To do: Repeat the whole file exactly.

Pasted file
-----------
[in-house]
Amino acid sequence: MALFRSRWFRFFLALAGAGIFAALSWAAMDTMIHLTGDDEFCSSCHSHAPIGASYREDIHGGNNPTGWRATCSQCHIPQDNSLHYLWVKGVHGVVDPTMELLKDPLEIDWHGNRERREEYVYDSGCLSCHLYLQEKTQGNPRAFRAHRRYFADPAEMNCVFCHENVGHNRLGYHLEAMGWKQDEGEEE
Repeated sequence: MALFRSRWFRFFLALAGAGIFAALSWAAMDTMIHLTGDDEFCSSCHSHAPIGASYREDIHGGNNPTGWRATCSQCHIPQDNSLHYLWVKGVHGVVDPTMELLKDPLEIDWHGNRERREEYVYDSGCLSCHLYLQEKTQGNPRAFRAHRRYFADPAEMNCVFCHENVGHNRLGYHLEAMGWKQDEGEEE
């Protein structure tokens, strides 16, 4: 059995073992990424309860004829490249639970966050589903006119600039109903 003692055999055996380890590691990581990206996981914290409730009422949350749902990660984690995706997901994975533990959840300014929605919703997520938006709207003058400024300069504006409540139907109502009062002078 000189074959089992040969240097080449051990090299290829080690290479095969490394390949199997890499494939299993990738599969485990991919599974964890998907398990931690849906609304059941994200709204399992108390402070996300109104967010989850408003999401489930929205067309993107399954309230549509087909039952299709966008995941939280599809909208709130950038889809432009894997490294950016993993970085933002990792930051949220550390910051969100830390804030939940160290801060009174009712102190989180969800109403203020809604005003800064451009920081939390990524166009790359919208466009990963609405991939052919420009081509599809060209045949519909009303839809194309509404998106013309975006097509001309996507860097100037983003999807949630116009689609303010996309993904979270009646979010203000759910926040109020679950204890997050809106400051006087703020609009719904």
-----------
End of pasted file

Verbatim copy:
[in-house]
Amino acid sequence: MALFRSRWFRFFLALAGAGIFAALSWAAMDTMIHLTGDDEFCSSCHSHAPIGASYREDIHGGNNPTGWRATCSQCHIPQDNSLHYLWVKGVHGVVDPTMELLKDPLEIDWHGNRERREEYVYDSGCLSCHLYLQEKTQGNPRAFRAHRRYFADPAEMNCVFCHENVGHNRLGYHLEAMGWKQDEGEEE
Repeated sequence: MALFRSRWFRFFLALAGAGIFAALSWAAMDTMIHLTGDDEFCSSCHSHAPIGASYREDIHGGNNPTGWRATCSQCHIPQDNSLHYLWVKGVHGVVDPTMELLKDPLEIDWHGNRERREEYVYDSGCLSCHLYLQEKTQGNPRAFRAHRRYFADPAEMNCVFCHENVGHNRLGYHLEAMGWKQDEGEEE
């Protein structure tokens, strides 16, 4: 059995073992990424309860004829490249639970966050589903006119600039109903 003692055999055996380890590691990581990206996981914290409730009422949350749902990660984690995706997901994975533990959840300014929605919703997520938006709207003058400024300069504006409540139907109502009062002078 000189074959089992040969240097080449051990090299290829080690290479095969490394390949199997890499494939299993990738599969485990991919599974964890998907398990931690849906609304059941994200709204399992108390402070996300109104967010989850408003999401489930929205067309993107399954309230549509087909039952299709966008995941939280599809909208709130950038889809432009894997490294950016993993970085933002990792930051949220550390910051969100830390804030939940160290801060009174009712102190989180969800109403203020809604005003800064451009920081939390990524166009790359919208466009990963609405991939052919420009081509599809060209045949519909009303839809194309509404998106013309975006097509001309996507860097100037983003999807949630116009689609303010996309993904979270009646979010203000759910926040109020679950204890997050809106400051006087703020609009719904």